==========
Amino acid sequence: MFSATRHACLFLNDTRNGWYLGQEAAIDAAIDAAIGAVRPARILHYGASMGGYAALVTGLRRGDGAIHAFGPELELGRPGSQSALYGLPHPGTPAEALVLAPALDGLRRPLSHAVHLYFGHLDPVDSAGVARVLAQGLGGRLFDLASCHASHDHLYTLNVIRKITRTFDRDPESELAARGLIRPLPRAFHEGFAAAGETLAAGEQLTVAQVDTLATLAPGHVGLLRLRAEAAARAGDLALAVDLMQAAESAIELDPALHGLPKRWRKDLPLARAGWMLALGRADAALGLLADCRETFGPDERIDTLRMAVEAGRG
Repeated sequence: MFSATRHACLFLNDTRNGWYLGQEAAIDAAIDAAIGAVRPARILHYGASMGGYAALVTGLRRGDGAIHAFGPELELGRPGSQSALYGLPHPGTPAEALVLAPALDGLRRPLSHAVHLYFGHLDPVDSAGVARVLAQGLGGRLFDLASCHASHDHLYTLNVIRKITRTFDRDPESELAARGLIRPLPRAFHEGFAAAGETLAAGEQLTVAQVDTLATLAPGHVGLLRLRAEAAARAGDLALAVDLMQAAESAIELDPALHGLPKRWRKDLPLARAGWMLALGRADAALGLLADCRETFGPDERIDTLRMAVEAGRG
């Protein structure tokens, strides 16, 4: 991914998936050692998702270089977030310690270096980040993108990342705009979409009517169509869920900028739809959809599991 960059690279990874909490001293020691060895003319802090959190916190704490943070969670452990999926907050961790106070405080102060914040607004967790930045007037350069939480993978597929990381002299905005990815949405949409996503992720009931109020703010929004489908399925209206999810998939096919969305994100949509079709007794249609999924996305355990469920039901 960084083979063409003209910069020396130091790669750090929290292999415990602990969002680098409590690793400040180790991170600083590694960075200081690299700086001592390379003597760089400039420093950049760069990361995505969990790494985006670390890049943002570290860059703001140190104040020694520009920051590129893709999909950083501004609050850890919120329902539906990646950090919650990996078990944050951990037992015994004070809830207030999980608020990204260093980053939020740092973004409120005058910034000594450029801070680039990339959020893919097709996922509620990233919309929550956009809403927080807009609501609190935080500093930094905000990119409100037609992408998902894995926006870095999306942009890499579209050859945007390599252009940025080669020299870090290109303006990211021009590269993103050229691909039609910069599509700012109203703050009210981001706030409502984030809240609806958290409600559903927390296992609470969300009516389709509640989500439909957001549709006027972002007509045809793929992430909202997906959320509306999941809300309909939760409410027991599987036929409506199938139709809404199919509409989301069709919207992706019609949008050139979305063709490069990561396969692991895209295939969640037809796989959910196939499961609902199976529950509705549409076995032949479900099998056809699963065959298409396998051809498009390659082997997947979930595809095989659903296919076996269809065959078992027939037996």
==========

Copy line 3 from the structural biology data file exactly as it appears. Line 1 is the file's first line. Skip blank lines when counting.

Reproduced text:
């Protein structure tokens, strides 16, 4: 991914998936050692998702270089977030310690270096980040993108990342705009979409009517169509869920900028739809959809599991 960059690279990874909490001293020691060895003319802090959190916190704490943070969670452990999926907050961790106070405080102060914040607004967790930045007037350069939480993978597929990381002299905005990815949405949409996503992720009931109020703010929004489908399925209206999810998939096919969305994100949509079709007794249609999924996305355990469920039901 960084083979063409003209910069020396130091790669750090929290292999415990602990969002680098409590690793400040180790991170600083590694960075200081690299700086001592390379003597760089400039420093950049760069990361995505969990790494985006670390890049943002570290860059703001140190104040020694520009920051590129893709999909950083501004609050850890919120329902539906990646950090919650990996078990944050951990037992015994004070809830207030999980608020990204260093980053939020740092973004409120005058910034000594450029801070680039990339959020893919097709996922509620990233919309929550956009809403927080807009609501609190935080500093930094905000990119409100037609992408998902894995926006870095999306942009890499579209050859945007390599252009940025080669020299870090290109303006990211021009590269993103050229691909039609910069599509700012109203703050009210981001706030409502984030809240609806958290409600559903927390296992609470969300009516389709509640989500439909957001549709006027972002007509045809793929992430909202997906959320509306999941809300309909939760409410027991599987036929409506199938139709809404199919509409989301069709919207992706019609949008050139979305063709490069990561396969692991895209295939969640037809796989959910196939499961609902199976529950509705549409076995032949479900099998056809699963065959298409396998051809498009390659082997997947979930595809095989659903296919076996269809065959078992027939037996």